I love it when he protects her---ahh. So many feels!! Guys, he's so gentle and caring with her and kind--this huge, powerful man Mairead is scared to death of because she isn't sure what "kind" of man he is.  "Lady Mairead...you're afraid of me."

And, to anyone who has read the book, remember this quote: "All that matters is that you are my wife." Squeee.....such a sweet and tearful scene!!!!!! I was quite pleased that it didn't take till the end of the book for Annan and Mairead to admit their love for each other.

*Spoilers*


Marek was a perfect sidekick. My favorite part about him was that he wasn't just a sidekick.  He had his own character arc!!! Let me say that again. THE HUMOROUS SIDEKICK HAS A CHARACTER ARC. How many stories have that?? He was sweet and adorable and had so many good lines and aww I just love him so much!
And he shall be my squishy.


I really liked the villain because he was VERY well written, in my opinion. He was dark and ruthless and evil, without being over the top or humorous in a Disney villain sort of way. He felt real. Like a twisted and corrupted Bishop would be back then.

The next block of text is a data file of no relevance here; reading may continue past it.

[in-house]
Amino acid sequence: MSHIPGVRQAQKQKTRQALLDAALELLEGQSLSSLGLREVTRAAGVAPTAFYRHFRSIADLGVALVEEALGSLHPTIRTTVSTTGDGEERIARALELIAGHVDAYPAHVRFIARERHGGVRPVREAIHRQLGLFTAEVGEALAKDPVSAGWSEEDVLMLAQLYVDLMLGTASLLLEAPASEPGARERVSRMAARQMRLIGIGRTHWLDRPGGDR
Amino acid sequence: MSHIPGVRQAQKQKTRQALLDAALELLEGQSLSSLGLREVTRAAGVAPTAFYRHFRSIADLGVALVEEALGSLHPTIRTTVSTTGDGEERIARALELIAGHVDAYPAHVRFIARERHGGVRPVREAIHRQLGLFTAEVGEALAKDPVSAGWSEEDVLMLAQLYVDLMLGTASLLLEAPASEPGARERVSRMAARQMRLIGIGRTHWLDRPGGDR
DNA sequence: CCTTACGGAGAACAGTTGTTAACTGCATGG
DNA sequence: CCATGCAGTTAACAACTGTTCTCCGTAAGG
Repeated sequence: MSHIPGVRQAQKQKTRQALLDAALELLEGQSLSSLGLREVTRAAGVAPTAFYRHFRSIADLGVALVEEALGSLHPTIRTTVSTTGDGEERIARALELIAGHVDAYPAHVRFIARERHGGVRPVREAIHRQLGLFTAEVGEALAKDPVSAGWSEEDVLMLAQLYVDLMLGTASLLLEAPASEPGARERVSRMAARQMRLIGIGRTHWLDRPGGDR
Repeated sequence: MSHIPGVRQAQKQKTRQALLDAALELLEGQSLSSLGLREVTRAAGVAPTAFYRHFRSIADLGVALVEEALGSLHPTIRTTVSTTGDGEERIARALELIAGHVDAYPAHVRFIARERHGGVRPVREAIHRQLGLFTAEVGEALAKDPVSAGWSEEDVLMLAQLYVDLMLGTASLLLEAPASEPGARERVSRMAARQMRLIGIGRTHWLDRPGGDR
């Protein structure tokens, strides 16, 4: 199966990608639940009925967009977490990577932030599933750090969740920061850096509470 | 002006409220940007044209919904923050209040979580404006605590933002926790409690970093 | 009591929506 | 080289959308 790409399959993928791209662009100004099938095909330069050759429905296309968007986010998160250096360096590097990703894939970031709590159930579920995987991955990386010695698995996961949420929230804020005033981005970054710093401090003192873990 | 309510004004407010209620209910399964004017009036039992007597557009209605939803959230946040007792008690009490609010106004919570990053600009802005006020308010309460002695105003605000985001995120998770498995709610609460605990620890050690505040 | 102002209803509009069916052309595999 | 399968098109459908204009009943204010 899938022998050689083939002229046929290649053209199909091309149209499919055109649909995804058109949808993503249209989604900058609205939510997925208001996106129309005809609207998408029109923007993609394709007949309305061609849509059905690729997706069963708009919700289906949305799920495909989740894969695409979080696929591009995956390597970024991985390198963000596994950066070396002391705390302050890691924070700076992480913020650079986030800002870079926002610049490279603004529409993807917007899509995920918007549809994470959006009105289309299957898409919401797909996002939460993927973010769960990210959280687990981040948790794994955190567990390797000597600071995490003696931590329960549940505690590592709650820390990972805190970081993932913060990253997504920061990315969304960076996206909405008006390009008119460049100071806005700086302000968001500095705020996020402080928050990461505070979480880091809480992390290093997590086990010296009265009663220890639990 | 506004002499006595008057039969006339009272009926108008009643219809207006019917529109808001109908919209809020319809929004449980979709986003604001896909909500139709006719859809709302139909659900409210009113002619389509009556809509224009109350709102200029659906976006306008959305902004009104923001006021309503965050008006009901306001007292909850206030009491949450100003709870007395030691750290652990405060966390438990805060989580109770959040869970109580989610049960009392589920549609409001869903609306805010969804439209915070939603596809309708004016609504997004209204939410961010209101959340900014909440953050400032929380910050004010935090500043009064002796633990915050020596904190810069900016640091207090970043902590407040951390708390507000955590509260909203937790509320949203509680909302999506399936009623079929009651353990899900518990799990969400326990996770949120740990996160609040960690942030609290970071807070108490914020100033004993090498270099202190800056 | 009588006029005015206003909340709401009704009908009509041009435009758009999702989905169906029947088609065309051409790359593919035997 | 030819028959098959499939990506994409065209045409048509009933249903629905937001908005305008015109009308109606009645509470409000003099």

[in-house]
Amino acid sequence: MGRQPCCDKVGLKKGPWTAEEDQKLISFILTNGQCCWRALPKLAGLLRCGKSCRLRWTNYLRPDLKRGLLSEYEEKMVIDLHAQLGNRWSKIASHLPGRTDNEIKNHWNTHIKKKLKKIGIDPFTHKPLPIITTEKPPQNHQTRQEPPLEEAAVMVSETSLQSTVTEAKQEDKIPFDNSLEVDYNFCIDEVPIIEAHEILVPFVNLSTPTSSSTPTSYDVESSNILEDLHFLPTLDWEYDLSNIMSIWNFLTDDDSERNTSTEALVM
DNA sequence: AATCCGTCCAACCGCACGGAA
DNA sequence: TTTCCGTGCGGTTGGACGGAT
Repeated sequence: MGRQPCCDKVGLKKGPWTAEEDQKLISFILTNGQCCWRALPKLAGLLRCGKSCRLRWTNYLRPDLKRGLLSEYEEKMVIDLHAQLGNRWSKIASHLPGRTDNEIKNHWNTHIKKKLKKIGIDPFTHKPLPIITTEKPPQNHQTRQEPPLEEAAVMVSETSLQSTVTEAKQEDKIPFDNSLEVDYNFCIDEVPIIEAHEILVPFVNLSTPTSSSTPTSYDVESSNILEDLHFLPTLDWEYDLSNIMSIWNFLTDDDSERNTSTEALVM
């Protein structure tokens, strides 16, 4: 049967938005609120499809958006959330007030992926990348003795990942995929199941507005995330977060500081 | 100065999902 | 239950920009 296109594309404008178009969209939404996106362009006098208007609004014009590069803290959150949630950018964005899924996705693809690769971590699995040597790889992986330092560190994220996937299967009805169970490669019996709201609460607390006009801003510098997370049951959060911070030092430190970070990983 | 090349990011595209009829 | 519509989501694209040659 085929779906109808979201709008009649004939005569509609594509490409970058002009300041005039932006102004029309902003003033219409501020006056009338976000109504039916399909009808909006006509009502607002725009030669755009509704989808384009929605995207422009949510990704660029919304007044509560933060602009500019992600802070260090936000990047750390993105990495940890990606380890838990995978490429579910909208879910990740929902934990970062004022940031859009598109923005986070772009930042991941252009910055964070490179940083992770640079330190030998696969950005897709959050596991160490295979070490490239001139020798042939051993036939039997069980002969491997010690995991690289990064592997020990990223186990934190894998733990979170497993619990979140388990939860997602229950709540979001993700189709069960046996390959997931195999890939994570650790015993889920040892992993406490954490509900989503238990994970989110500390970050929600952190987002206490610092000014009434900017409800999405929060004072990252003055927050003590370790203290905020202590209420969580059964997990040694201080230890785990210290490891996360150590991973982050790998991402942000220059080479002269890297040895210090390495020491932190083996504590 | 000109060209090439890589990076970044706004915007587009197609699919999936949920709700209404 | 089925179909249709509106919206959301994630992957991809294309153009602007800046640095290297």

And then there's the other villain, Lord Hugh, a vicious man who, in creepy stalker fashion, ruthlessly hunts poor Mairead (which is where Annan's protection comes in awwwwwwwwwww).

Okay, so I'm going to share a funny story with you all. One night, I was reading this book in bed with a flashlight (ahem) and I suddenly saw a dart of movement on my left. I jump out of bed and turn to find a larger-than-I-was-comfortable-with sized spider on my bed. ON MY BED. This guy was big enough that I was immediately uneasy and unsure of how to kill it. Treading softly to the bathroom I tore off a long piece of tissue and and returned to my room. The spider was inching his way rather quickly over my sheets so I shook them a little to get him in a spot where he wouldn't have a chance of escape. Thankfully I killed him with one try. It would have been horrendous if I missed him and he somehow got away. IN MY ROOM.

-shudders to think of it-

Soooo, after that incident it took me awhile to settle back into bed (after checking under, over, on the sides of the bed for any of his friends) and I decided to read a few more moments to calm down.


*BIG SPOILERS*

Weeelll, wouldn't you know it I was just at the part where Mairead dies. What. 



I was so stressed out from my spider incident that I was fed up. Nope, no, I am not going to bed thinking she died. I knew my love for this book would plummet if she died. I looked ahead in the book (no judging). She survives. I sighed in relief and turned out the light.

*SPOILERS END*